To set Squid up to run as an accelerator simply set the http_port to 80 in squid.conf:
And then set the IP addresses differently:
tcp_incoming_address 184.108.40.206 tcp_outgoing_address 10.0.0.2 udp_incoming_address 220.127.116.11 udp_outgoing_address 10.0.0.2
And finally you have to define the machine you are accelerating for:
httpd_accel_host 10.0.0.2 httpd_accel_port 80
This is covered extensively in the Squid FAQ at: http://www.squid-cache.org/Doc/FAQ/FAQ.html (section 20).
The ACL's work by defining rules, and then applying those rules, for example:
acl internalnet 10.0.0.0/255.0.0.0 http_access allow internalnet http_access deny all
Which defines "internalnet" as being anything with a source of 10.0.0.0/255.255.255.0, allowing it access to the http caching port, and denying everything else. Remember that rules are read in the order given, just like ipfwadm, allowing you to get very complex (and make mistakes if you are not careful). Always start with the specific rules followed by more general rules, and remember to put blanket denials after specific allowals, otherwise it might make it through. Its better to accidentally deny something then to let it though, as you'll find out about denials (usually from annoyed users) faster then things that get through (when annoyed users notice accounting files from the internal www server appearing on the Internet). The Squid configuration files (squid.conf) is well commented (to the point of overkill) and also has a decent man page.
Another useful example is blocking ads, so to block them you can add the following to squid.conf:
acl ads dstdomain ads.blah.com http_access deny ads
The acl declaration is simply a pattern, be it a destination domain name, source domain name, regex and so on, the http_access directive actually specifies what to do with it (deny, allow, etc). Properly setup this is an extremely powerful tool to restrict access to the WWW. Unfortunately it does have one Achilles heel: it doesn't support user based authentication and control (not that many UNIX based proxy servers do). Remember that like any set of rules they are read from top to bottom, so put your specific denials and allowals first, and then the more general rules. The squid.conf file should be well commented and self explanatory, the Squid FAQ is at: http://www.squid-cache.org/Doc/FAQ/FAQ.html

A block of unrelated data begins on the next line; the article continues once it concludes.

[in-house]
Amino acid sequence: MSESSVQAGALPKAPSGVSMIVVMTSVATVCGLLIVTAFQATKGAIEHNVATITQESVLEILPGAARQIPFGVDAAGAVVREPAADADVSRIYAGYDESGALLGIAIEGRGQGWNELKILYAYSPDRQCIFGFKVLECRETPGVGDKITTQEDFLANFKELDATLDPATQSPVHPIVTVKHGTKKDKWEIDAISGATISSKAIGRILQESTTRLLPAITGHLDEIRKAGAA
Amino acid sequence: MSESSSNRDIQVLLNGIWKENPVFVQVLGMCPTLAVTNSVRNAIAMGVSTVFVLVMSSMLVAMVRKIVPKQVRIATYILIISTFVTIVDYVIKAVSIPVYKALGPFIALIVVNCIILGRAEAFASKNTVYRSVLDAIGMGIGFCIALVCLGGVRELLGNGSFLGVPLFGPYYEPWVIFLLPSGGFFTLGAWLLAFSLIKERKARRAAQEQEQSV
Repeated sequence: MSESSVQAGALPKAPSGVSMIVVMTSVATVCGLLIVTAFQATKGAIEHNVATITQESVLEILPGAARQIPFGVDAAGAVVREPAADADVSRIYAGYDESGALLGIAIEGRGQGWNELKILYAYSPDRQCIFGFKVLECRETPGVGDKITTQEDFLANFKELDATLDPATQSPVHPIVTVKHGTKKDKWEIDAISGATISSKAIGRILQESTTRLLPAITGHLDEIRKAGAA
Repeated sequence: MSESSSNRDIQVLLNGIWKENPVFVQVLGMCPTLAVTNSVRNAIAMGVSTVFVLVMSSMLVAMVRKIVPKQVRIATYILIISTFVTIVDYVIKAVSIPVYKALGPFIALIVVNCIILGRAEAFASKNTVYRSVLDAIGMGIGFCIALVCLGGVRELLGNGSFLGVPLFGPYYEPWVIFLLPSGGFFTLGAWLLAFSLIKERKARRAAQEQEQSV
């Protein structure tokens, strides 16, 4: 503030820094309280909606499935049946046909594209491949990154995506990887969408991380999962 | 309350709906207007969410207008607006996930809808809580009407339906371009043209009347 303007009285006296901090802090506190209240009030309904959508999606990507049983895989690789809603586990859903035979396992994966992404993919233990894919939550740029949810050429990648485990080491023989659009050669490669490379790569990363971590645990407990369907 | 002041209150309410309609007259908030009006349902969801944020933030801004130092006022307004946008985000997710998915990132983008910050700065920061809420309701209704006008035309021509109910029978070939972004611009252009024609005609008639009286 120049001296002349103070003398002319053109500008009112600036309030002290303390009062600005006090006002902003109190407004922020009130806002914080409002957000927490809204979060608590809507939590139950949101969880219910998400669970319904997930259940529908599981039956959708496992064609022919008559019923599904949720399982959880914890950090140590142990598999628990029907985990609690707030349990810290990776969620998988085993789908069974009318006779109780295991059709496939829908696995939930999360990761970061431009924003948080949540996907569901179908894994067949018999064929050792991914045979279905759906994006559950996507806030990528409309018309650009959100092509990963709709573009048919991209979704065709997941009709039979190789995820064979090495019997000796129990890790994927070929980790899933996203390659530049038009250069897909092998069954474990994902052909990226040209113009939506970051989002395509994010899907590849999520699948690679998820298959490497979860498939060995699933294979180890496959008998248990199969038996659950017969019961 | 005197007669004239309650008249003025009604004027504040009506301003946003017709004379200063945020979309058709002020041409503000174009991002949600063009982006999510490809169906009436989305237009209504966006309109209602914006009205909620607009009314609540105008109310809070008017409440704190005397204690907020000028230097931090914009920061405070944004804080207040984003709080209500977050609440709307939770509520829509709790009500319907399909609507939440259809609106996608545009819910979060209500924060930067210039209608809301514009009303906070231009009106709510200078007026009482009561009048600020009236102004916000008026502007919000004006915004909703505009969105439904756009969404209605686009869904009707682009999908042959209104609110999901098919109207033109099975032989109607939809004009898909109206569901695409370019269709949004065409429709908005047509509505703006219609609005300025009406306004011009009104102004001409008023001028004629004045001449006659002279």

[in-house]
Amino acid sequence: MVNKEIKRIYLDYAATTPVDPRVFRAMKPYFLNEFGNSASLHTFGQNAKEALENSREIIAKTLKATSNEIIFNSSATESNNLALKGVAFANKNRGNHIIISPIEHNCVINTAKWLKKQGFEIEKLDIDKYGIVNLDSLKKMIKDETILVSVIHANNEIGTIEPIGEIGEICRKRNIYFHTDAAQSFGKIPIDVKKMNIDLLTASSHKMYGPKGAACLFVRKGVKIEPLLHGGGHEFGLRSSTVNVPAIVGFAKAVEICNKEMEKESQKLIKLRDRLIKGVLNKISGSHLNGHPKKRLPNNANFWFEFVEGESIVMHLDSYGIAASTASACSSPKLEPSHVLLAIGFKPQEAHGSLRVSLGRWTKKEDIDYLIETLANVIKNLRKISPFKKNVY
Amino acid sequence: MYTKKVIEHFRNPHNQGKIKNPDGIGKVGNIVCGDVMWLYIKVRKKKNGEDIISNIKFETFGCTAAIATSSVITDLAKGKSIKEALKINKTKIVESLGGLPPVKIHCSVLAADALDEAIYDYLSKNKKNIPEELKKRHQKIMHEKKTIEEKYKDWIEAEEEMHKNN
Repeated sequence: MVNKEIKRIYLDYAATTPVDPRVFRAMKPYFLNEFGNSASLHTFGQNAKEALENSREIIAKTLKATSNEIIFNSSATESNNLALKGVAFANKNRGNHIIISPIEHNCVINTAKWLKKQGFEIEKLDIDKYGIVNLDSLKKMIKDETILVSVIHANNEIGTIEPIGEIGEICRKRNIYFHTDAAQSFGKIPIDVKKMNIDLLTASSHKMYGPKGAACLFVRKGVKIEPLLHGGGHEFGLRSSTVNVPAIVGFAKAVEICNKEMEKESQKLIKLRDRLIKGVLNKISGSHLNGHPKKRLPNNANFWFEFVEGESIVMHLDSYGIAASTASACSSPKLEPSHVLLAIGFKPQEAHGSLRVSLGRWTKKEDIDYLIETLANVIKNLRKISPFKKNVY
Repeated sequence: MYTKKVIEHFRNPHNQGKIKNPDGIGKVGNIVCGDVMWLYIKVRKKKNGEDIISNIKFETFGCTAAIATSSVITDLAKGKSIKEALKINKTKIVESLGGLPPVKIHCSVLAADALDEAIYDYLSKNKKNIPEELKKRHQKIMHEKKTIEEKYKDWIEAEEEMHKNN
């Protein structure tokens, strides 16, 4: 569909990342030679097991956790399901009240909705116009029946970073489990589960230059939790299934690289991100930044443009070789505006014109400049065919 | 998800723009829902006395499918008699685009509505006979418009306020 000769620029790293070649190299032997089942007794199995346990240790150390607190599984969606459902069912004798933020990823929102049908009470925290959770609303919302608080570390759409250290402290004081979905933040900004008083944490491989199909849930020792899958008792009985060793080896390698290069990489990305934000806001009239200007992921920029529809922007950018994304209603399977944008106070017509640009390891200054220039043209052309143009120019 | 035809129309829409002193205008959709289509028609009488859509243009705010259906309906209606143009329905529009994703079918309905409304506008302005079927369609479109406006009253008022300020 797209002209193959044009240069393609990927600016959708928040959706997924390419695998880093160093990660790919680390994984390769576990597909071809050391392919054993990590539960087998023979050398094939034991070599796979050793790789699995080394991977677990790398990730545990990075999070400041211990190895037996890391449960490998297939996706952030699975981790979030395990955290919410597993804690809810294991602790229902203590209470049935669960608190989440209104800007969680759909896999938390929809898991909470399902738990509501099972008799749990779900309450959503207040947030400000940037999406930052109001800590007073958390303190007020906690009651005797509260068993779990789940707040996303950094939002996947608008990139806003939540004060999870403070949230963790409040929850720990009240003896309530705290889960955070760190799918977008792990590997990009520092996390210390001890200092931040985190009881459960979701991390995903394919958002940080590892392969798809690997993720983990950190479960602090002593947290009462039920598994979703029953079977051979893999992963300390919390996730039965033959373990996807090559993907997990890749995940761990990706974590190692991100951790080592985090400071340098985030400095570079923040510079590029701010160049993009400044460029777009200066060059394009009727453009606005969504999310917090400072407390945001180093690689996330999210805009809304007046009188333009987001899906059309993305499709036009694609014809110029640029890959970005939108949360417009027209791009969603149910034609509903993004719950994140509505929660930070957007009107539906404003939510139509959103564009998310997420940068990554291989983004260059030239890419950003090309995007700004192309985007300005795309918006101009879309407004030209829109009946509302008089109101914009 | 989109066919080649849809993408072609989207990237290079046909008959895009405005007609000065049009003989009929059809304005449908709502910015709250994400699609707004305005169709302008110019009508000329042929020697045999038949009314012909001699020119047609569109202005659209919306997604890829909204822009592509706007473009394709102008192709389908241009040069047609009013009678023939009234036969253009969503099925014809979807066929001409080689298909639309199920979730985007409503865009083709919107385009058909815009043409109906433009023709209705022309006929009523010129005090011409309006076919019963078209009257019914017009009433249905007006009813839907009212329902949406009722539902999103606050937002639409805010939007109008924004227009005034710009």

One important security issue most people overlook with Squid is the log files it keeps. By default Squid may or may not log each request it handles (depends on the config file), from http://www.nsa.gov/ to http://www.example.org/cgi-bin/access&member=john&password=bob. You definitely want to disable the access logs unless you want to keep a close eye on what people view on the Internet (legally this is questionable, check with your lawyers). The directive is cache_access_log and to disable it set it to /dev/null, this logs ALL accesses, and ICP queries (inter-cache communications). The next big one is the cache_store_log, which is actually semi useful for generating statistics on how effective your www cache is, it doesnt log who made the request, simply what the status of objects in the cache is, so in this case you would see the pictures on a pornographic site being repeatedly served, to disable it set it to none. The cache_log should probably be left on, it contains basic debugging info such as when the server was started and when it was stopped, to disable it set it to /dev/null. Another, not very well documented log files is the cache_swap_log file, which keeps a record of what is going on with the cache, and will also show you the URLs people are visiting (but not who/etc), setting this to /dev/null doesnt work (in fact Squid pukes out severely) and setting it to none simply changes the filename from log to none. The only way to stop it is to link the file to /dev/null (by default the root of the www cache files /log), and also to link the log-last-clean to /dev/null (although in my quick tests it doesnt appear to store anything you cant be sure otherwise). So to summarize: